If you have a live event planned, then you need an audio system that can make it happen. That requires setting up and running some kind of sound system and having someone with the know-how to engineer it. Any event from the smallest conference with a microphone and a few standing speakers, to a huge stadium event with back-stage monitors, a P. A. System and mixing stations – requires equipment and a skilled operator.
The kind and type of audio equipment needed is specific to the event. Is it an event with music or just speakers or both, the size of the venue, the budget, state of the art or old school – these are just a few of the hundreds of elements regarding live audio. Audio systems and engineers are custom fitted, but there are basic components to any audio system that are worth knowing as a way to begin.
One of the primary pieces of sound equipment is the audio mixer. In a live situation a sound engineer uses a mixer to mix recorded or live tracks by adjusting volume levels, effects and quality (timbre). Powered and unpowered analog mixers have been the main categories in live sound mixers, but now they have introduced amazing digital consoles. These digital versions are capable of live sound applications with onboard effects and total recall mixing. Choosing the type of mixer that works for your event requires an assessment of venue, size and budget.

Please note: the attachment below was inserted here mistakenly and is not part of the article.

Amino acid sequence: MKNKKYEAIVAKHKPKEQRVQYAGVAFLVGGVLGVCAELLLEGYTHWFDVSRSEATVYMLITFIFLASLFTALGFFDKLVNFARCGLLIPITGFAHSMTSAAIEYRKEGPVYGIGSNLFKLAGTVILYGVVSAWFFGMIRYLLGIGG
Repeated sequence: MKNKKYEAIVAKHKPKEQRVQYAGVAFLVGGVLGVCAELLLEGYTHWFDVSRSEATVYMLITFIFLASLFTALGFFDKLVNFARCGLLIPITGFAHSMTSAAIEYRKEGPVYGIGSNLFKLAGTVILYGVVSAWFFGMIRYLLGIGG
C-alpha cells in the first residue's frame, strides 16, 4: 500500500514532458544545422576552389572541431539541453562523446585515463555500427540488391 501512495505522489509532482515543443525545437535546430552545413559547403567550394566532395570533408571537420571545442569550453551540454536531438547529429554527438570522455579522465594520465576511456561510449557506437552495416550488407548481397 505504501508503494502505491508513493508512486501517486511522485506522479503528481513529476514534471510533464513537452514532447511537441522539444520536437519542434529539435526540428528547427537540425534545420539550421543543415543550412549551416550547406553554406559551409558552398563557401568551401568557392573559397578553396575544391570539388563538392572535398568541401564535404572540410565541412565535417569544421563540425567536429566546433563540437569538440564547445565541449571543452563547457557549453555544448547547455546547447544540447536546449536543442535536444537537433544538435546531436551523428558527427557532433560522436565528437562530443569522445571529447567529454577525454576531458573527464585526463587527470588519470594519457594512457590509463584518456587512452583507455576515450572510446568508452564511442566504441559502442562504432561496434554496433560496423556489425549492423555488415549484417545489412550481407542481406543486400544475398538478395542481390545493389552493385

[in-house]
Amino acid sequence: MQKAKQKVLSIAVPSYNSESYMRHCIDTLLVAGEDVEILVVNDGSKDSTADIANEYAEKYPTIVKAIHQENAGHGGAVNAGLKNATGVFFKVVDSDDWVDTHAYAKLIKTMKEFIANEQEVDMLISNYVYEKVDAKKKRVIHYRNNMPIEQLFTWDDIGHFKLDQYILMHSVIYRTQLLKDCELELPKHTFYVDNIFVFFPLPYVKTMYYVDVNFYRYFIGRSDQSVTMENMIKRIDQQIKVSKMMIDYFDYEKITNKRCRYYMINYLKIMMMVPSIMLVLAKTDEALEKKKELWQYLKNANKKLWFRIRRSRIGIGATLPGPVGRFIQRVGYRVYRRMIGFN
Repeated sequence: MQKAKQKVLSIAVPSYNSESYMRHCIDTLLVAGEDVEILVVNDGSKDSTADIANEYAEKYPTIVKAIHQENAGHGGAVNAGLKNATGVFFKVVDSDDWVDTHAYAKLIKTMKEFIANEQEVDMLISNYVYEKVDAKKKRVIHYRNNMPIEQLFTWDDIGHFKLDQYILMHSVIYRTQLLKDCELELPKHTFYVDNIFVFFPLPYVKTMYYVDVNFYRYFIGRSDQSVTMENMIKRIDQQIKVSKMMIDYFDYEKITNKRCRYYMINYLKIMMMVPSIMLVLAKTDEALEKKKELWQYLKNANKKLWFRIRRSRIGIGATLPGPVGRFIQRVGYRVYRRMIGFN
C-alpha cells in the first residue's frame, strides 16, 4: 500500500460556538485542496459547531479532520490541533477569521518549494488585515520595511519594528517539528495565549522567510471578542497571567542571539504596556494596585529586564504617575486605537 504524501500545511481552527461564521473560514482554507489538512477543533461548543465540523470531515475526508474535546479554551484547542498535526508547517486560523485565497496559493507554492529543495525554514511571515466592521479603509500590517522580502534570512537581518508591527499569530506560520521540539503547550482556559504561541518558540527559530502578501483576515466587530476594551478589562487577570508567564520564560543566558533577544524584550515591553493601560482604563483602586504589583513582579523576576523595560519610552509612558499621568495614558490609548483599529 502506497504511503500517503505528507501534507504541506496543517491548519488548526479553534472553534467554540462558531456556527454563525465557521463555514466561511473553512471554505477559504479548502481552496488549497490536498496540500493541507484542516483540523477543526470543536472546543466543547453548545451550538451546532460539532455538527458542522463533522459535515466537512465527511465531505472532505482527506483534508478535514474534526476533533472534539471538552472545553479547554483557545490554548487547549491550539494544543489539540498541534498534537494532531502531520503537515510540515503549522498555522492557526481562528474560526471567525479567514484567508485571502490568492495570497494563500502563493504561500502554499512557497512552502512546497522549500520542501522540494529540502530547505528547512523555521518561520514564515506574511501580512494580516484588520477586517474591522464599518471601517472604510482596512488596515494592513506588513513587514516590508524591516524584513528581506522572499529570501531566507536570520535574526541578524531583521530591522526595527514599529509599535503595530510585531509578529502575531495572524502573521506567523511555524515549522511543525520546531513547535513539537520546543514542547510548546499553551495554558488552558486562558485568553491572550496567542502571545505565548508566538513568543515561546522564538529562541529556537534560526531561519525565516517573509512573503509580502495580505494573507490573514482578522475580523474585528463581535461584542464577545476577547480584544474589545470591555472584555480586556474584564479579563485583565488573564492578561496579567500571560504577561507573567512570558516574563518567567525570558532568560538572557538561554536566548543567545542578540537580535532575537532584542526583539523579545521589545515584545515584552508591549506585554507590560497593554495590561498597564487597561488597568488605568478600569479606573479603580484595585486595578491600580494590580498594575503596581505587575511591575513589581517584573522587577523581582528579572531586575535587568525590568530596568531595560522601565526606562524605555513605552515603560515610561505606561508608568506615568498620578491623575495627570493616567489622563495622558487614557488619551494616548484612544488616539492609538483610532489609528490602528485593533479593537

For smaller venues with smaller groups, a PA that is compact, easy to haul and fitted to a car is fine. In this case, a powered mixer is good because mixer, power amps, EQ and effects are all in one box. The only thing left to do is plug in speakers and a microphone.
A larger setup with musicians, backup singers, also designed to play smaller venues and clubs, operating as a typical band or group would function best with the unpowered analog. The traditional unpowered analog is simple and quick to setup and is designed to allow for growth. Bigger systems can be created with the addition of larger speakers and more elements. Newer analog mixers also come with digital effects processors, eliminating the need for additional outboard equipment.
The newer digital mixers include dynamics/effect processors as well as instant settings recalls. They are also designed to be effective at any performance level and are designed as a basic system that can grow with additions. A digital mixer like Digidesign’s VENUE, or the Yamaha 01V96, are good examples of current recommended digital mixers.
Fundamentally important, the lowly cable is frequently neglected. Proper cable care and maintenance and good quality cables are the bottom line in terms of powering your system. Live events tend to be hard on cables and they should be hardy and long lasting. Primary needs would be enough cable to handle the microphone setup and line and cable for both speakers and mixer to speakers.